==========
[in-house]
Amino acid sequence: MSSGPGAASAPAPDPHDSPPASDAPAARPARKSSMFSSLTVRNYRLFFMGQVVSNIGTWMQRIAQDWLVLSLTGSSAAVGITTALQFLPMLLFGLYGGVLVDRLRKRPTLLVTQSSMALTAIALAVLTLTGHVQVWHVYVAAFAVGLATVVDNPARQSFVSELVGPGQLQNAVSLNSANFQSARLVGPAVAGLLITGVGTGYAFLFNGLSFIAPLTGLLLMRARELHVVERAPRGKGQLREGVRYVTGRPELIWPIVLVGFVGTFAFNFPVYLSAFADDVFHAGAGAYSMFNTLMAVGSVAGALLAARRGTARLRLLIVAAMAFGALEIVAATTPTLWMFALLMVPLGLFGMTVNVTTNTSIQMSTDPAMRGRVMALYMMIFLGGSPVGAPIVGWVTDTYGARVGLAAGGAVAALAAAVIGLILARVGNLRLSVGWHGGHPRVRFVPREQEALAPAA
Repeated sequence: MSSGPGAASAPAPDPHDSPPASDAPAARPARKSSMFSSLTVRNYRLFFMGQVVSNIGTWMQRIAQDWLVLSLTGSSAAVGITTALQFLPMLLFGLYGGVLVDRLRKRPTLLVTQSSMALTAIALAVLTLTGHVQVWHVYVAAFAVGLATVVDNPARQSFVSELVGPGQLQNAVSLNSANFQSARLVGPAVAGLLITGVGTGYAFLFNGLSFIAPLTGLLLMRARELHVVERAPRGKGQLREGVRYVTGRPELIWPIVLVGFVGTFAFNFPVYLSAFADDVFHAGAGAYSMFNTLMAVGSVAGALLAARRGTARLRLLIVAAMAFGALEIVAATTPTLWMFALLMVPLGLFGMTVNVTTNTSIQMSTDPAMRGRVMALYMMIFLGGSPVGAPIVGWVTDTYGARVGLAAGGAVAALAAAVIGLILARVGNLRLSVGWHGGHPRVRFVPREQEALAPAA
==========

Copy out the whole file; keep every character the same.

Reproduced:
[in-house]
Amino acid sequence: MSSGPGAASAPAPDPHDSPPASDAPAARPARKSSMFSSLTVRNYRLFFMGQVVSNIGTWMQRIAQDWLVLSLTGSSAAVGITTALQFLPMLLFGLYGGVLVDRLRKRPTLLVTQSSMALTAIALAVLTLTGHVQVWHVYVAAFAVGLATVVDNPARQSFVSELVGPGQLQNAVSLNSANFQSARLVGPAVAGLLITGVGTGYAFLFNGLSFIAPLTGLLLMRARELHVVERAPRGKGQLREGVRYVTGRPELIWPIVLVGFVGTFAFNFPVYLSAFADDVFHAGAGAYSMFNTLMAVGSVAGALLAARRGTARLRLLIVAAMAFGALEIVAATTPTLWMFALLMVPLGLFGMTVNVTTNTSIQMSTDPAMRGRVMALYMMIFLGGSPVGAPIVGWVTDTYGARVGLAAGGAVAALAAAVIGLILARVGNLRLSVGWHGGHPRVRFVPREQEALAPAA
Repeated sequence: MSSGPGAASAPAPDPHDSPPASDAPAARPARKSSMFSSLTVRNYRLFFMGQVVSNIGTWMQRIAQDWLVLSLTGSSAAVGITTALQFLPMLLFGLYGGVLVDRLRKRPTLLVTQSSMALTAIALAVLTLTGHVQVWHVYVAAFAVGLATVVDNPARQSFVSELVGPGQLQNAVSLNSANFQSARLVGPAVAGLLITGVGTGYAFLFNGLSFIAPLTGLLLMRARELHVVERAPRGKGQLREGVRYVTGRPELIWPIVLVGFVGTFAFNFPVYLSAFADDVFHAGAGAYSMFNTLMAVGSVAGALLAARRGTARLRLLIVAAMAFGALEIVAATTPTLWMFALLMVPLGLFGMTVNVTTNTSIQMSTDPAMRGRVMALYMMIFLGGSPVGAPIVGWVTDTYGARVGLAAGGAVAALAAAVIGLILARVGNLRLSVGWHGGHPRVRFVPREQEALAPAA